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Nazdar Alzayadie v. Michael Astrue


March 14, 2011


The opinion of the court was delivered by: Honorable Janis L. SammartinoUnited States District Judge


(Doc. No. 30)

Presently before the Court is Plaintiff Nazdar Alzayadie's amended motion for attorney's fees. (Doc. No. 30.) Also before the Court are Defendant Michael Astrue's opposition (Doc. No. 32 (Opp'n)) and Plaintiff's reply (Doc. No. 34 (Reply)). Having considered the parties' arguments and the law, the Court GRANTS IN PART and DENIES IN PART Plaintiff's motion.


On August 11, 2010, the Court granted Plaintiff's motion for summary judgment after finding that Plaintiff is disabled and entitled to social security benefits. (Doc. No. 26 (Order Adopting R&R), at 1--2.) The Court concluded that the administrative law judge erred in upholding Defendant's denial of benefits. (Id.) After judgment was entered in her favor, Plaintiff timely filed the instant motion.


Under the Equal Access to Justice Act (EAJA), a party who prevails in an action seeking reversal of a government agency's decision is entitled to attorney's fees unless the government establishes that (1) its position was substantially justified or (2) special circumstances make the award for fees unjust. 28 U.S.C. § 2412(d)(1)(A).*fn1


Before discussing points of contention, the Court clarifies what is not at issue in this motion. Both parties agree that Plaintiff is a "prevailing party" within the meaning of § 2412. (Doc. No. 30-1 (P. & A.), at 3--4; Opp'n 1.) Both parties also agree that Defendant has not established that (1) his position was substantially justified or (2) special circumstances make the award for fees unjust. (P. & A. 4--8; Opp'n 1.)

In short, neither party disputes, and the Court agrees, that Plaintiff is entitled to attorney's fees. (P. & A. 15; Opp'n 8.) Defendant insists, however, that the requested fees and costs are not reasonable because (1) the hours billed are excessive, (2) the hourly rate at which Plaintiff billed is excessive, and (3) Plaintiff has not properly documented costs. (Opp'n 2--9.) Defendant also insists that any fees awarded should be made payable to Plaintiff, not Plaintiff's attorney, Ms. Manbeck. (Id. at 9.) The Court addresses each contention in turn.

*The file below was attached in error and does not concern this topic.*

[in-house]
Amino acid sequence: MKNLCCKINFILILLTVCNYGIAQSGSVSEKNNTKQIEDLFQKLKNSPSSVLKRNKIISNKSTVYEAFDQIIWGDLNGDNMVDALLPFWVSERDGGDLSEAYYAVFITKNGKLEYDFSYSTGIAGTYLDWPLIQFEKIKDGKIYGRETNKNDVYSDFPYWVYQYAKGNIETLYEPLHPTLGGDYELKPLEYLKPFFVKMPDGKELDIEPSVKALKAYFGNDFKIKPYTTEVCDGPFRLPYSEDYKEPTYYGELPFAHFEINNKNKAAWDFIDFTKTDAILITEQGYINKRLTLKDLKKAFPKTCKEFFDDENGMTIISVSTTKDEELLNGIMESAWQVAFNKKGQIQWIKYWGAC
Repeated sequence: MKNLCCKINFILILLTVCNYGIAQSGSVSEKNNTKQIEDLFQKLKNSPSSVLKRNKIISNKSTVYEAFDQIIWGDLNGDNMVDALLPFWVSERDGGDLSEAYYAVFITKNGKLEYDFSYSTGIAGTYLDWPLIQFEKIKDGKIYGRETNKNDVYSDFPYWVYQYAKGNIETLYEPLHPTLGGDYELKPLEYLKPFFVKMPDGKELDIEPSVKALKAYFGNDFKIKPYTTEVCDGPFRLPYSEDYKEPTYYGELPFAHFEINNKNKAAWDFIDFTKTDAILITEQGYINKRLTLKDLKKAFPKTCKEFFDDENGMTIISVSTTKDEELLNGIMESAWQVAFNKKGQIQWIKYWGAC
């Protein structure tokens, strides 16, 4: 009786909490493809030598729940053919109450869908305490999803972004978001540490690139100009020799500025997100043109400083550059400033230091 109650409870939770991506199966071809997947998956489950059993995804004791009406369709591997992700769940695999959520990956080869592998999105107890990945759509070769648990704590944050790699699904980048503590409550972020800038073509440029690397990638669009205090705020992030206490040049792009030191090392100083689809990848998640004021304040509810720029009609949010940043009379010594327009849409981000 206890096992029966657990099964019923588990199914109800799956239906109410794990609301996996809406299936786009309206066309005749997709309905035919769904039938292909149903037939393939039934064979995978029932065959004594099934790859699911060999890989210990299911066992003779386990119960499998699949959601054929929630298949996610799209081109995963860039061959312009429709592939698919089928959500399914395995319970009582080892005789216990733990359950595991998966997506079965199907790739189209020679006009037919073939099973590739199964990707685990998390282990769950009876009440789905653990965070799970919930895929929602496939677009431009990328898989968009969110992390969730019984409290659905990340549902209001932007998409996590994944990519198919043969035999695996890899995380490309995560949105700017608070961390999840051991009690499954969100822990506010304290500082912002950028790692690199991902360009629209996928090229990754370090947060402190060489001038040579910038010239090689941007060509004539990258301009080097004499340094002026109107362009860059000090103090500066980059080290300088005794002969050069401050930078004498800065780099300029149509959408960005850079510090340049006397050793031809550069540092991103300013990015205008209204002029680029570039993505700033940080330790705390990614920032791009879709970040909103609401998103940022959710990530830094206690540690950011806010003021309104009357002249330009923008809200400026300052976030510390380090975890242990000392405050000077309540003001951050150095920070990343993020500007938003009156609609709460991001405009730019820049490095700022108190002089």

1. Hours Billed

Under the EAJA, a plaintiff may recover attorney's fees for hours "reasonably expended on the litigation." Hensley v. Eckerhart, 461 U.S. 424, 433 (1983). Ms. Manbeck claims she spent sixty-nine hours working on this case.*fn2 (P. & A. 15.) Defendant offers several reasons why this total is unreasonable. (Opp'n 4--8.)

Defendant initially relies on caselaw suggesting that "routine" social security cases such as this one can be reasonably litigated in fifteen to thirty hours. (Opp'n 4.) But those cases hardly establish a consensus, and several of them hail from outside the Ninth Circuit. More persuasive is Plaintiff's citation to Ninth Circuit cases that have found fifty hours or more to be a reasonable time in which to litigate social security cases. See, e.g., Mendoza v. Bowen, 701 F. Supp. 1471, 1472 (N.D. Cal. 1988) (50 hours). The Court's independent research also discloses cases upholding as reasonable sixty hours or more spent litigating social security cases. See, e.g., Steen v. Astrue, 2009 WL 1468791, at *1 (N.D. Cal. May 26, 2009) (69 hours); Sanfilippo v. Astrue, 2009 WL 528926, at *3 (S.D. Cal. Mar. 2, 2009) (72 hours); Nayab v. Astrue, 2008 WL 4748172, at *3 (S.D. Cal. Oct. 28, 2008) (73 hours).

Defendant also contends that Ms. Manbeck simply spent too much time on this routine case. (Opp'n 5--8.) Although Defendant variously attempts to color the time billed as excessive, the entries themselves are not inherently unreasonable. Any argument to the contrary ignores the size of the record (over 500 pages), Ms. Manbeck's thorough briefing of the issues, and the complete success that Ms. Manbeck achieved for her client. The Court is hesitant to penalize whatever inefficiency Ms. Manbeck exhibited in obtaining such a favorable result.

Finally, Defendant argues Ms. Manbeck improperly billed for clerical tasks, namely, preparing in forma pauperis materials and filing documents with the court. (Opp'n 5--6.) The Court agrees that these tasks are not compensable under federal fee shifting statutes. See Missouri v. Jenkins, 491 U.S. 274, 288 n.10 (1989); Costa v. Astrue, 2011 WL 221837, at *2 (D. Or. Jan. 18, 2011) (deducting time spent filing document); Mauzy v. Astrue, 2010 WL 2521425, at *6 (N.D. W. Va. June 21, 2010) (deducting time spent preparing in forma pauperis materials); Fouissi v. Astrue, 2008 WL 2018344, at *1 (E.D. Cal. May 6, 2008) (deducting time spent filing motion). Deducting hours spent on these tasks is difficult, however, because Ms. Manbeck's billing entries do not differentiate between time spent on legal matters and clerical tasks. (See Doc. 30-2 (Manbeck Decl.), at 3.) Under these circumstances, the Court deducts two hours from the undifferentiated four hours billed on legal and clerical matters.

2. Hourly Rate

Under the EAJA, a court may not award attorney's fees in excess of $125 per hour unless it determines that an increased cost of living or special factor justifies the higher fee. § 2412(d)(2)(A). Plaintiff argues that an increased cost of living and special factors justify departure from the $125-per-hour cap. (P. & A. 9--13.)

A.Cost of Living